Tucker Carlson: 'Iran Deserves to Be Annihilated'

The conservative commentator Tucker Carlson, with whom I am on friendly terms, said the following last night:

I do think, I'm sure I'm the lone voice in saying this, that Iran deserves to be annihilated. I think they're lunatics. I think they're evil.

This is the sort of rhetoric that leads to war. I have no doubt this clip will be played over and over again in Tehran by a regime eager to prove that America wants to -- to borrow a phrase -- wipe Iran off the map. It should go without saying that Iran does not "deserve" to be annihilated. I wish, of course, that Iranian citizens will one day soon be free of the evil regime that rules their lives, and that Iran's neighbors, Arabs, Jews, everyone, will be able to live without fear of Tehran's aggressiveness. But language like this -- careless or premeditated -- is inhuman and sets back America's interests.

UPDATE: This is Tucker's explanation, to Glenn Greenwald, about the motivation behind his statement:

It's my fault that I got tongue tied and didn't explain myself well last night. I'm actually on the opposite side on the Iran question from many people I otherwise agree with. I think attacking could be a disaster for the US and am worried that Obama will do it, for fear of seeming weak before an election. Of course the Iranian government is awful and deserves to be crushed. But I'm not persuaded we or Israel could do it in a way that doesn't cause even greater problems. That's the main lesson of Iraq it seems to me.

Here is an e-mail I received from Tucker shortly after I posted on the subject: "I was arguing that an attack on Iran might cause a massive spike in energy prices that could tank our economy. In other words, slow down -- just the opposite of what you claim I said. Watch the fucking tape."

For the record, I watched the fucking tape before I posted. On tape, Tucker did say he favors the "annihilation" of Iran. It is true that Tucker opposed the Iraq war, btw.

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Jeffrey Goldberg is a national correspondent for The Atlantic and a recipient of the National Magazine Award for Reporting. He is the author of Prisoners: A Story of Friendship and Terror. More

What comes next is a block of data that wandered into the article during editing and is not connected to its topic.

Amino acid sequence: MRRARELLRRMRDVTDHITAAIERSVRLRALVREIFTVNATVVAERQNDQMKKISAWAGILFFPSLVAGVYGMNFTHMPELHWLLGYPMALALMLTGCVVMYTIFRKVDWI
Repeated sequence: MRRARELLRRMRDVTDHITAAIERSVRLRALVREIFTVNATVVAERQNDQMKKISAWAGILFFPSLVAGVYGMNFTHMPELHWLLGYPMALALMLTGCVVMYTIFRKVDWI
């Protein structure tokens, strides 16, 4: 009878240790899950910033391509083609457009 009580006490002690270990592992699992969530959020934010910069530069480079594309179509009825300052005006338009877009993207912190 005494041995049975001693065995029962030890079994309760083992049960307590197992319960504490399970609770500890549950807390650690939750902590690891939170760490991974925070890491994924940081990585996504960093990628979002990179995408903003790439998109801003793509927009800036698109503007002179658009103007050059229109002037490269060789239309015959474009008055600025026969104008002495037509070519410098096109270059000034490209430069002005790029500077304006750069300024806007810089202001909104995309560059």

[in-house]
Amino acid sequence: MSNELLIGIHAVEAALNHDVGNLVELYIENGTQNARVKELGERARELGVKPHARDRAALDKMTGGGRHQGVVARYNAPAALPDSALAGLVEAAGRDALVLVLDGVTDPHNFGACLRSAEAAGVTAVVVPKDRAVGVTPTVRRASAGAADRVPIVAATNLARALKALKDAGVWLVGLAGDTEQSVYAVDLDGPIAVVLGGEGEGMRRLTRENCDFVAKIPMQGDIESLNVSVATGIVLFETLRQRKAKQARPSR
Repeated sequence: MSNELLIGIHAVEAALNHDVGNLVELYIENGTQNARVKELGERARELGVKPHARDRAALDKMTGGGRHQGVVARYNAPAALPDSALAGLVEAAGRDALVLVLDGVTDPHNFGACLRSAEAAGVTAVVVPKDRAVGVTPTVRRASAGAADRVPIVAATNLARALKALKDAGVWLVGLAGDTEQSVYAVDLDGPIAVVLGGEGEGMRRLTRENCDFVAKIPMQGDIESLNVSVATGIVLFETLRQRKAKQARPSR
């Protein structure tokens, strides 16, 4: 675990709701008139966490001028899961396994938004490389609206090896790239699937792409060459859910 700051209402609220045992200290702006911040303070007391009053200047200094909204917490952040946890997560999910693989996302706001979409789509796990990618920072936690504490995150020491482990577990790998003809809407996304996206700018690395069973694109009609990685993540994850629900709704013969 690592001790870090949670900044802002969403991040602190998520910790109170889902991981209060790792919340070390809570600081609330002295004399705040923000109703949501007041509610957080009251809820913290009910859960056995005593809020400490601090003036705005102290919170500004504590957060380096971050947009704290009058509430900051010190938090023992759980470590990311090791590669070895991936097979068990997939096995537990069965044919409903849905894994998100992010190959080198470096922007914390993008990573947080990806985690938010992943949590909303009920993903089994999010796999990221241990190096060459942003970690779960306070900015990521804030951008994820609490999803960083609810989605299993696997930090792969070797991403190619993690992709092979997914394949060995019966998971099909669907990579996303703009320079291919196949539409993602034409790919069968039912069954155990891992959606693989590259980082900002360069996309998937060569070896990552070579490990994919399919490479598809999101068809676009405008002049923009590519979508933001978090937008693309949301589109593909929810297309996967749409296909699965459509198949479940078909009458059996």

Before joining The Atlantic in 2007, Goldberg was a Middle East correspondent, and the Washington correspondent, for The New Yorker. He was previouslly a correspondent for The New York Times Magazine and New York magazine. He has also written for the Jewish Daily Forward and was a columnist for The Jerusalem Post.

Goldberg's book Prisoners was hailed as one of the best books of 2006 by the Los Angeles Times, The New York Times, The Washington Post, Slate, The Progressive, Washingtonian magazine, and Playboy. He received the 2003 National Magazine Award for Reporting for his coverage of Islamic terrorism and the 2005 Anti-Defamation League Daniel Pearl Prize. He is also the winner of the International Consortium of Investigative Journalists prize for best international investigative journalist; the Overseas Press Club award for best human-rights reporting; and the Abraham Cahan Prize in Journalism.

In 2001, Goldberg was appointed the Syrkin Fellow in Letters of the Jerusalem Foundation, and in 2002 he became a public-policy scholar at the Woodrow Wilson International Center for Scholars in Washington, D.C.

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